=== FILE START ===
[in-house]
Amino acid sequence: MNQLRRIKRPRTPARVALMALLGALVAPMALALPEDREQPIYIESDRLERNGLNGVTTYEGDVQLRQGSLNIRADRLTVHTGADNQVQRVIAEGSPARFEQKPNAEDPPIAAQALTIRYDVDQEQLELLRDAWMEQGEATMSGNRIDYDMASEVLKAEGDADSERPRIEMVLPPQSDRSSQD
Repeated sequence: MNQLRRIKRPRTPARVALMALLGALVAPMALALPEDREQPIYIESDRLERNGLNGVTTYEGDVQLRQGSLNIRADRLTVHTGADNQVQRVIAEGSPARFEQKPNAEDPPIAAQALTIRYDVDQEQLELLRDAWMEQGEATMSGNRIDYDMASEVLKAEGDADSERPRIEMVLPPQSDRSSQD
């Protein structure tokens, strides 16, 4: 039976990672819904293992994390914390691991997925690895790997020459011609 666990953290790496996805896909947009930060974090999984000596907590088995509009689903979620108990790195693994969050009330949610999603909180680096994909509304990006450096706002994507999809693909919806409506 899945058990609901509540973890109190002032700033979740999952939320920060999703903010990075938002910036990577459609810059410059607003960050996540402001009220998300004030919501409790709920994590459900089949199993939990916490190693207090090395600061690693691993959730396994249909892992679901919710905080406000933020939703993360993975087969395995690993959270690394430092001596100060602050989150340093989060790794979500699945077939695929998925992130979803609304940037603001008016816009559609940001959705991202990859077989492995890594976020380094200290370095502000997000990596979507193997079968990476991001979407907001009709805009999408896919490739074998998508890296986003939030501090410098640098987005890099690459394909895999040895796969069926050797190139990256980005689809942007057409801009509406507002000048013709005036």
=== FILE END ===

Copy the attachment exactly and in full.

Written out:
[in-house]
Amino acid sequence: MNQLRRIKRPRTPARVALMALLGALVAPMALALPEDREQPIYIESDRLERNGLNGVTTYEGDVQLRQGSLNIRADRLTVHTGADNQVQRVIAEGSPARFEQKPNAEDPPIAAQALTIRYDVDQEQLELLRDAWMEQGEATMSGNRIDYDMASEVLKAEGDADSERPRIEMVLPPQSDRSSQD
Repeated sequence: MNQLRRIKRPRTPARVALMALLGALVAPMALALPEDREQPIYIESDRLERNGLNGVTTYEGDVQLRQGSLNIRADRLTVHTGADNQVQRVIAEGSPARFEQKPNAEDPPIAAQALTIRYDVDQEQLELLRDAWMEQGEATMSGNRIDYDMASEVLKAEGDADSERPRIEMVLPPQSDRSSQD
């Protein structure tokens, strides 16, 4: 039976990672819904293992994390914390691991997925690895790997020459011609 666990953290790496996805896909947009930060974090999984000596907590088995509009689903979620108990790195693994969050009330949610999603909180680096994909509304990006450096706002994507999809693909919806409506 899945058990609901509540973890109190002032700033979740999952939320920060999703903010990075938002910036990577459609810059410059607003960050996540402001009220998300004030919501409790709920994590459900089949199993939990916490190693207090090395600061690693691993959730396994249909892992679901919710905080406000933020939703993360993975087969395995690993959270690394430092001596100060602050989150340093989060790794979500699945077939695929998925992130979803609304940037603001008016816009559609940001959705991202990859077989492995890594976020380094200290370095502000997000990596979507193997079968990476991001979407907001009709805009999408896919490739074998998508890296986003939030501090410098640098987005890099690459394909895999040895796969069926050797190139990256980005689809942007057409801009509406507002000048013709005036």